If you want to learn more about habits in general or want to work on improving some of the automatic behaviors that you feel are sabotaging your health, your happiness, or your life in general I highly recommend this book to help learn about your behaviors.

Now over to you. Have you worked on changing some negative habits? Do you know if you have habits that need changing or, like me, could they be so automatic you read this thinking you had no habits to change? Or just tell me about something you are making some progress in, in your life, whether it’s a new schedule you’ve started, a weight loss regime, or some new food you’ve been trying out.

Snack On This

I’ve recently been reading a book about habits, why we have habits, how we develop habits, and what are habits that we might not know are habits. It’s been pretty eye opening.

I’m working on changing some negative habits I’ve had for a long time and some that I have recently developed. At the moment the biggest habits I’m working on are related to food.

It’s no secret that I’m an emotional eater. I have said as much before. I’ve used food as a way to avoid dealing with problems. Why think about not being employed when there’s donuts and cake and a new treat shop opened up around the corner! Portland makes it hard sometimes because there are so many good treat spots to go to. Besides emotional eating I am a grazer. I realize that I’m constantly snacking or looking for snacks and it got to the point that I wasn’t even hungry and I was still eating. I do a lot of it out of boredom.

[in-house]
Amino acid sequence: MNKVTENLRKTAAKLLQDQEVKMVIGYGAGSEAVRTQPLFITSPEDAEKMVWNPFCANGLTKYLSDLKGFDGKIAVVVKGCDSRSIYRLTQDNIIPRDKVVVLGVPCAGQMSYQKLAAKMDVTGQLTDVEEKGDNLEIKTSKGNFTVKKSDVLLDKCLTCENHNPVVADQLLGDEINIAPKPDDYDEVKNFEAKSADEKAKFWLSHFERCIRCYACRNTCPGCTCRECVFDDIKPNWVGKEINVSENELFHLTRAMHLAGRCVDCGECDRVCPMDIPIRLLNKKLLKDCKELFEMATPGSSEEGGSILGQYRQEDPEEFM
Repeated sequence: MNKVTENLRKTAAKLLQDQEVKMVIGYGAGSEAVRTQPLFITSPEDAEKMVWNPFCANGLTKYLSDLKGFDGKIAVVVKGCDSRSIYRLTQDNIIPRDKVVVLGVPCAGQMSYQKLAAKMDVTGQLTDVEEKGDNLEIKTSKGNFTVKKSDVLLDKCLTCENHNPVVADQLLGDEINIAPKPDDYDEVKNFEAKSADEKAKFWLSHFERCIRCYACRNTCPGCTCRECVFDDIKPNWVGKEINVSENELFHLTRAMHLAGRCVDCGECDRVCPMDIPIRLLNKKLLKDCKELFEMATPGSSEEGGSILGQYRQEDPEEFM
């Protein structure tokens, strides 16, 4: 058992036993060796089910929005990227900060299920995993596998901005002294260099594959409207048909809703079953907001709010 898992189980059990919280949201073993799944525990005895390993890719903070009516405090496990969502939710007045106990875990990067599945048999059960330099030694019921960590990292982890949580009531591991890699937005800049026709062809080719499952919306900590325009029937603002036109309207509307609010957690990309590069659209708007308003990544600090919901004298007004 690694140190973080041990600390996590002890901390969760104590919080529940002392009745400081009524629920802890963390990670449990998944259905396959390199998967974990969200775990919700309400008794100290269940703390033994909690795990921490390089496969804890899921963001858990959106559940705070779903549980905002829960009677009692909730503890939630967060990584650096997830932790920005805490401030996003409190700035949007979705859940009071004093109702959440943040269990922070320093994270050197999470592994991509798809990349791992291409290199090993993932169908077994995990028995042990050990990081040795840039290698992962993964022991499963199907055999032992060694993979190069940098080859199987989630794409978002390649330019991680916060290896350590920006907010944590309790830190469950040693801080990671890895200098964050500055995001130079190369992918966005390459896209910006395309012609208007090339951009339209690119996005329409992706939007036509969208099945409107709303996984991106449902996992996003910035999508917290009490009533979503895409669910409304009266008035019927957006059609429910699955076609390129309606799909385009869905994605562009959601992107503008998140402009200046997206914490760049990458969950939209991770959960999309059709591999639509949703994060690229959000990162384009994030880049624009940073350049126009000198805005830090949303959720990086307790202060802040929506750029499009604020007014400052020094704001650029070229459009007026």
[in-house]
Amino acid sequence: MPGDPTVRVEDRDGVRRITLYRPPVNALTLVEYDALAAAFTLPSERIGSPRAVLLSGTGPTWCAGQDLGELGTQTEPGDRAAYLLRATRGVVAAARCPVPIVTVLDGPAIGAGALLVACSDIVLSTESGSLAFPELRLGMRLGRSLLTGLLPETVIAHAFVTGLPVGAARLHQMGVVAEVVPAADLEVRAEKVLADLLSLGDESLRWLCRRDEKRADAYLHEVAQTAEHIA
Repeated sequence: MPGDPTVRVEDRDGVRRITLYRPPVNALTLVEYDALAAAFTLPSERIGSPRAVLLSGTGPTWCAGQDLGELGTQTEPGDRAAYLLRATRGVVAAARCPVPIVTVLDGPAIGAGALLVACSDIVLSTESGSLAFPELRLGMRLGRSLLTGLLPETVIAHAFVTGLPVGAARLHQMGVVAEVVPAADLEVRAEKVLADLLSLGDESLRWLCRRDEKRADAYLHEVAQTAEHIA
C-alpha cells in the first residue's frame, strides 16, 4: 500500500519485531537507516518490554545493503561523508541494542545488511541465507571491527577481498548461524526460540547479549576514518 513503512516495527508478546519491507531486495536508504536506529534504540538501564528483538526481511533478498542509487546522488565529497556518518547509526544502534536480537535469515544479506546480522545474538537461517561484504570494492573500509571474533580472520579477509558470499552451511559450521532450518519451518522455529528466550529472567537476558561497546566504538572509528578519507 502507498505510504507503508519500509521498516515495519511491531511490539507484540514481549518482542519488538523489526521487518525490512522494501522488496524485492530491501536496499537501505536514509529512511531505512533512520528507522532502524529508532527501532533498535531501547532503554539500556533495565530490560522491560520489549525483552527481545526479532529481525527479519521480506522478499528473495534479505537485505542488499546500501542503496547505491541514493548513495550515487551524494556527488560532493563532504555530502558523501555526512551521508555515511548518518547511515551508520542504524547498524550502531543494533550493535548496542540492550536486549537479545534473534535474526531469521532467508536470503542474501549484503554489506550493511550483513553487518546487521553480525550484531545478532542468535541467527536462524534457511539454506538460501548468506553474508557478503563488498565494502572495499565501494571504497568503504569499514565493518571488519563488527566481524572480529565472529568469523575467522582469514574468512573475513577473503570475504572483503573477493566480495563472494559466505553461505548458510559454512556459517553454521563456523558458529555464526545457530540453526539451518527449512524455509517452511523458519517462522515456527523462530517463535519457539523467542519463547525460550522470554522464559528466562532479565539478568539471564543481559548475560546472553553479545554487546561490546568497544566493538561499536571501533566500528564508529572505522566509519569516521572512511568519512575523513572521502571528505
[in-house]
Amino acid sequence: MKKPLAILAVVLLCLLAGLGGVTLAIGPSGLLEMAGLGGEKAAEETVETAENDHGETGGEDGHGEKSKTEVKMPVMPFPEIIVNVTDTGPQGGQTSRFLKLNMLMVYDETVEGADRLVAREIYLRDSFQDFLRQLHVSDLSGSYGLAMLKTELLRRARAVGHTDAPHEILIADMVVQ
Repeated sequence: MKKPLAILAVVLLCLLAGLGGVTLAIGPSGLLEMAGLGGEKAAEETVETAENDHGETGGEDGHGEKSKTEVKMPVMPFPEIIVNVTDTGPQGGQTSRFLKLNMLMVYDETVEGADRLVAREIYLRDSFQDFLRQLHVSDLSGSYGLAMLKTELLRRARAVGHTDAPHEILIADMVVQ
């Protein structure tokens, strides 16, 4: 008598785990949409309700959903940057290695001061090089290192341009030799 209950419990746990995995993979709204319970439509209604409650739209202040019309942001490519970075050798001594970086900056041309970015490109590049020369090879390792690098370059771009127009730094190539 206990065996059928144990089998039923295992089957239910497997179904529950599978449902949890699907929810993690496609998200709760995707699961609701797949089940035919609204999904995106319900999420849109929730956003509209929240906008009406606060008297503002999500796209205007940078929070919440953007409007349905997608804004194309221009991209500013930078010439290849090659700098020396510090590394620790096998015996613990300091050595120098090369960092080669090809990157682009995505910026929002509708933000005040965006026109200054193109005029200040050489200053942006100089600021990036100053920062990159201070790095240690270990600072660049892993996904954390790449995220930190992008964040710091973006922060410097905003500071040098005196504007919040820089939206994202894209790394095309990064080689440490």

On the first of the month Vahid and I started a new diet to get my constant snacking and other issues under control. We both needed to get a bit healthier and the summer time (for me at least) is a much easier time to change my eating habits. We started a new way of eating July 1st and it’s been a week and I can already notice a difference. I’ll elaborate more about this..diet..(although I hesitate to call it a diet because it’s more of a body reset but that sounds weird without a lot of background information) when I have spent some more time with it.

But now that I am eating very certain things and there is no option for eating whatever I want I notice I spend a lot of time thinking about food. Now that my constant snacking behavior was taken away I spend a lot of my day (work and at home) thinking about what I’m doing. My train of thought often goes: I should look and see what’s in my feedly. I wonder what I have to eat in the fridge. No it’s not time to eat yet. I should just look in the fridge. I should work on my blog for a while. Maybe the cabinet needs to be cleaned out and there’s probably chips in there. No I have my reminders of when I can eat. No snacking.